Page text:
In February of this year, Brown accepted a scholar who had been displaced by the Syrian Civil War. Tarek, who spoke to The Herald last week as a part of its series on Syrians in Providence and whose name has been changed to preserve anonymity for the sake of his and his family’s safety, left his family and his work at a university in Damascus shortly after rebel missiles started hitting streets in his neighborhood. He left relatively early, before things grew worse in the capital, when leaving was still a choice.
As the violence persists in the ongoing turmoil between numerous Syrian rebel factions and President Bashar al-Assad’s forces and millions of refugees seek safety and peace abroad, it will be critical that the University continue to recruit, hire and protect Syrian and Iraqi scholars out of academic and humanitarian solidarity. The University should build on these efforts, helping to resettle intellectuals and students who have been forced to flee the region. This will not only benefit those employed by such an initiative but also the University, which stands to benefit much from the perspectives that would be brought to campus.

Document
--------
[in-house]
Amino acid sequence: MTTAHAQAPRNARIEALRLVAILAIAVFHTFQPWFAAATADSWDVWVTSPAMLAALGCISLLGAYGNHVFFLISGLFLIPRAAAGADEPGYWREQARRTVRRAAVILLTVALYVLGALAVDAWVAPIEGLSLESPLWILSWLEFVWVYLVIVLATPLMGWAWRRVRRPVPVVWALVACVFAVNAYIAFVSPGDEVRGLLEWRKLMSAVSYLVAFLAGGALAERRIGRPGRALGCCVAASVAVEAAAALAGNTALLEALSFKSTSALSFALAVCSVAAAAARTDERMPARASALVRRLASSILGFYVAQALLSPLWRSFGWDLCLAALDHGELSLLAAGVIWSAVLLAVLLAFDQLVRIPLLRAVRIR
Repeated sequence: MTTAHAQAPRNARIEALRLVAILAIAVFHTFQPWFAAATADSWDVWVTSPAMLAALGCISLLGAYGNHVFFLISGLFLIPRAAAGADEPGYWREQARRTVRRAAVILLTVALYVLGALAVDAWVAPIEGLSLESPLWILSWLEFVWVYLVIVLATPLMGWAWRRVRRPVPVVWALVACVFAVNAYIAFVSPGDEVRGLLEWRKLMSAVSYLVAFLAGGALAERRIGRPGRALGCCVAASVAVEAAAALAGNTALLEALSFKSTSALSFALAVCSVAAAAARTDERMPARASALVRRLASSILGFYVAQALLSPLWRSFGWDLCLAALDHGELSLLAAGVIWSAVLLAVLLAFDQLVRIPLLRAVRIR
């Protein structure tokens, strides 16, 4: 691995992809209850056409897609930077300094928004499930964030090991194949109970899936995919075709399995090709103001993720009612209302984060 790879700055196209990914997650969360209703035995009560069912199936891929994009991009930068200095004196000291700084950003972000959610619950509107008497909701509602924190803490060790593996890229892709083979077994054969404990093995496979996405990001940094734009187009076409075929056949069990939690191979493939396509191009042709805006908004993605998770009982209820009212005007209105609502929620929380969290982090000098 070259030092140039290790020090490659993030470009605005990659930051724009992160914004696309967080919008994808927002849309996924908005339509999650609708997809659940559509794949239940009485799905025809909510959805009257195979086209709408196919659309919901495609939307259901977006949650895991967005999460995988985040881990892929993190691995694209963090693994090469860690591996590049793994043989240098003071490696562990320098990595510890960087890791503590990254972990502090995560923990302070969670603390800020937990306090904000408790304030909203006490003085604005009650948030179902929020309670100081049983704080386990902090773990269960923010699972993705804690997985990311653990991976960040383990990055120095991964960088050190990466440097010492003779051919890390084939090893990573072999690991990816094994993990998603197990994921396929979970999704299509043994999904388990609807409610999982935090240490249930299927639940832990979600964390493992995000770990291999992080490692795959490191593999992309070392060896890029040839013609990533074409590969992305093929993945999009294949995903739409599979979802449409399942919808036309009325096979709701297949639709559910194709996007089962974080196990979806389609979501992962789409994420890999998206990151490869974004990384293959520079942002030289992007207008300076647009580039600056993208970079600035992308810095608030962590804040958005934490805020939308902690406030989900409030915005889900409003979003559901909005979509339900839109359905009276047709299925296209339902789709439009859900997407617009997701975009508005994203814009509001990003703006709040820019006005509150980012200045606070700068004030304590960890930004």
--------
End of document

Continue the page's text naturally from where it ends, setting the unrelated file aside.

Rhode Island welcomed its first family of Syrian refugees last month. The University and other state institutions should help accommodate those who have recently arrived, whether professionally or personally, in order to integrate the refugees into the broader community. The activism of students against anti-refugee sentiment should be mirrored by administrative advocacy.
By working to recruit academics from Syrian universities, the University can provide powerful support for a scholar’s immigration status. As many intellectuals are deeply endangered by the violent and restrictive policies of ISIS, the University should work to save those whose very research puts them in jeopardy. Brown has one of the few departments devoted to ancient Mesopotamia and Egyptology, and it should actively seek out and find roles at the college for displaced Syrian archaeologists, museum workers and academics, for both their safety and the University’s scholarship.
Editorials are written by The Herald’s editorial page board: its editors, Emma Axelrod ’18 and Emma Jerzyk ’17, and its members, Eben Blake ’17 and Leeron Lempel ’19. Send comments to email@example.com.